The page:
Voices from the Field Walter & Florence Grob Get to know Walter & Florence

Amputee Soccer – A Means of Hope

Published on November 14, 2019

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On a Friday in August after a week of accounting work, I went down to the primary school football (soccer) field by our mission compound hoping for a chance to play some soccer and unwind. As I was waiting for my chance to get on the field, I ended up standing by a young man who had a leg amputated. The two of us started conversing. I learned his name was Dieudonne, that he was an internally displace person (IDP) from Batibo (about an hour from Bamenda) and he was involved in running a non-governmental organization concerned with youth and peace initiatives, but also part of a fledgling amputee football club hoping/dreaming to represent Cameroon in an upcoming African tournament for amputee football in Angola in October. A little while later we were joined by Joel, another amputee and also an internally displaced person from Kumba. The two of them invited me to come watch them play an exhibition amputee football game on this very field on Sunday, August 25.

That Sunday the amputee football club joined in worship at Nkwen Baptist Church and a love offering was taken for them. Then in the afternoon we assembled to watch their match. I was truly impressed with their determination, passing skills and speed of some of these one-legged athletes. They showed a lot of heart.

Joel showing his athletic prowess

After the match, some of the team members approached me to see if I would help them get the resources to go to the tournament in Angola. They desperately wanted to go, believing that taking part would open up future opportunities for them. I said I would try and approach some people I had contact with. Subsequently, we shared together to draw up a draft budget. The team needed flight tickets, passports, yellow fever shots, visas for Angola, training/practice expenses, in-land transport in Cameroon & Angola, etc. It came to about $ 25,600 US. With the depressed economy here, that looked like a very difficult target, but we surmised we would be ultimately looking to God for this, and if He wanted them to go, He would make a way.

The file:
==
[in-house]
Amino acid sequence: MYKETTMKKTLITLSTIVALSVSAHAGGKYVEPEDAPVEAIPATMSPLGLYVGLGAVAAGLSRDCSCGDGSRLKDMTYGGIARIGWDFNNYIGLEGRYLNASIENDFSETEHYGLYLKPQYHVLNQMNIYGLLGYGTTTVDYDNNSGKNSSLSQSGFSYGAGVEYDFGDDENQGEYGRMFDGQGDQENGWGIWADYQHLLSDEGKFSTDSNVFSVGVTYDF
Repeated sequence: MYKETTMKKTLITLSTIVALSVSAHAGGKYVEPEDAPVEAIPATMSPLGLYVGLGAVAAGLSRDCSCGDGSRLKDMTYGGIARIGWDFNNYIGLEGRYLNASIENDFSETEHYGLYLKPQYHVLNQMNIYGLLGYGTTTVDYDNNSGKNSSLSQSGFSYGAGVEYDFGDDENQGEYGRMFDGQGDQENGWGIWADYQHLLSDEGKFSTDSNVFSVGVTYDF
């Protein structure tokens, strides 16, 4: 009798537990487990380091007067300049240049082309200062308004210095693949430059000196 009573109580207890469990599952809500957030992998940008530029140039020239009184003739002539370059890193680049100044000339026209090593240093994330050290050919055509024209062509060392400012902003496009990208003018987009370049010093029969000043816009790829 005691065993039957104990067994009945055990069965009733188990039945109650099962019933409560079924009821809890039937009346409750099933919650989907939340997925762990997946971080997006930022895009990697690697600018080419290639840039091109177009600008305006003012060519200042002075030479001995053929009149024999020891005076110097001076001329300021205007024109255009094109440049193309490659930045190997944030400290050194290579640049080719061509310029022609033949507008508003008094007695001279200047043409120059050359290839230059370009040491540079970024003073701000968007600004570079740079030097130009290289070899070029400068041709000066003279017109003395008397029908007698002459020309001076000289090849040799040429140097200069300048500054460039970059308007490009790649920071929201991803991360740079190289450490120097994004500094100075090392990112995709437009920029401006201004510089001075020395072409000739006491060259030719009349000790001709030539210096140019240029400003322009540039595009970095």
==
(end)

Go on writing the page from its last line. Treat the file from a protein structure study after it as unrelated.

Conferring with NAB Field Director, Cal Hohn, funds were made available to the team for their September training and practice in Cameroon. (The team had to get to the capital Yaoundé, as in Bamenda in September we had to endure 3 weeks of “lock-down” – general strike which severely restricted movements.) Additional funds were allocated towards their flight tickets. This news really encouraged the team.

In Yaoundé the team practiced but also made contacts to seek support from the government and others. Two television stations broadcasted their goal and need; only a little support came in. I approached the Canadian High Commission in Yaoundé, some people in Canada and the US who have in the past supported ministries to people with disabilities in Cameroon, as well as the Cameroon Baptist Convention (CBC) ministry called Socio-Economic Empowerment for People with Disabilities. Buckets full of cash DID NOT come in. But what did happen is this:

  • Through contacts made, people started praying for the team.
  • When the original practice funds were all spent, a donor from the US provided more funds to enable them to continue practicing and preparing.
  • CBC Director of Health Services, Pius Tih, and Administrator of Etoug-Ebe Baptist Hospital in Yaoundé, Zaccs Yongwe, personally went with the team to seek funding from government ministries and facilitated them getting passports WITHOUT having to pay the “unofficial fees” so common here. They also provided transportation for the team in Yaoundé and some outfitting – a big help.
  • The CBC graciously provided the services of a physio-therapist to accompany the team on their Angola expedition.

In the nick of time with NAB funds, a partial loan arranged by the team president, and more that I still do not fully understand, flight tickets were purchased and the team (somewhat penniless) flew to Angola via Ethiopia. There in Angola their lodging, food, and transportation were somehow covered.

God is good – the team makes it to the tournament in Angola

In their first tournament match they were pitted against defending world amputee football champions and home field favorites, Angola. Cameroon was thrashed 6 – 1. By the end of the tournament, Joel, the team’s speedster had been in an ambulance twice and the team finished 5th (out of 6 teams).

They returned to Cameroon in mid-October, somewhat humbled, but they also brought home the tournament’s “Fair Play Trophy” and plenty of vision, inspiration, and hope. Is that not something to thank God for?!

Some team members return to Nkwen Baptist Church to give thanks and show their “Fair Play Trophy”

For security reasons, my movements off the Bamenda mission compound are limited and kept to a minimum. The risk of kidnap for ransom is great, as is happening to some of our national colleagues and friends. We need to keep beseeching the Lord for reconciliation and a better peace to come to Cameroon.

During this season of Thanksgiving we want to again appreciate the prayer and financial support of individuals and churches, facilitating this partnership and shared ministry with the church in Cameroon. Thank you. God bless.

Walter & Florence Grob


  • Pray God would bring about His reconciliation to the political impasse and instability in Cameroon
  • Pray for Florence’s efforts to open a dental clinic in Douala due to the depressed economy in Bamenda


  • For the Cameroon Amputee soccer team being able to go represent the country at the African tournament in Angola, an exercise in hope building.

“I can do everything through him who gives me strength.” Philippians 4:17